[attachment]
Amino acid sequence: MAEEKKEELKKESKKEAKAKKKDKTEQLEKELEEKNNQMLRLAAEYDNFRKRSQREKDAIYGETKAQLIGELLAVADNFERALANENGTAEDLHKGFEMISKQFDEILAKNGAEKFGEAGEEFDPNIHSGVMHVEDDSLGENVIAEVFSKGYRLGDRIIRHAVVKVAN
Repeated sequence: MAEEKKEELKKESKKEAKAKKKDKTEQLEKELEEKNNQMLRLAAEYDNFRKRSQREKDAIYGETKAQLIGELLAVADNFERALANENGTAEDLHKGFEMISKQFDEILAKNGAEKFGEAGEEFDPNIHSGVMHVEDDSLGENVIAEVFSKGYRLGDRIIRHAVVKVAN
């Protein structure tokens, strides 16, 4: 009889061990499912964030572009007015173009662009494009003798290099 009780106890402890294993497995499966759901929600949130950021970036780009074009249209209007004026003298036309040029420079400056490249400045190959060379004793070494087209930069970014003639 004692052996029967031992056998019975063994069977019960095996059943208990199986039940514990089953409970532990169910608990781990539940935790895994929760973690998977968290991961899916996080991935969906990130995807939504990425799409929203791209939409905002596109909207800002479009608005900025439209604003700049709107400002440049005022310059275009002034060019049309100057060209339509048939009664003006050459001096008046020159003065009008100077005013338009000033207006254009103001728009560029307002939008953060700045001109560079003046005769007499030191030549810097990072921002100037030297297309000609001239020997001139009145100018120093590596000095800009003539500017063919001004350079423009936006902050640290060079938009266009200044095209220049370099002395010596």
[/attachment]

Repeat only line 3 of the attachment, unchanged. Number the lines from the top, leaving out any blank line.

């Protein structure tokens, strides 16, 4: 009889061990499912964030572009007015173009662009494009003798290099 009780106890402890294993497995499966759901929600949130950021970036780009074009249209209007004026003298036309040029420079400056490249400045190959060379004793070494087209930069970014003639 004692052996029967031992056998019975063994069977019960095996059943208990199986039940514990089953409970532990169910608990781990539940935790895994929760973690998977968290991961899916996080991935969906990130995807939504990425799409929203791209939409905002596109909207800002479009608005900025439209604003700049709107400002440049005022310059275009002034060019049309100057060209339509048939009664003006050459001096008046020159003065009008100077005013338009000033207006254009103001728009560029307002939008953060700045001109560079003046005769007499030191030549810097990072921002100037030297297309000609001239020997001139009145100018120093590596000095800009003539500017063919001004350079423009936006902050640290060079938009266009200044095209220049370099002395010596």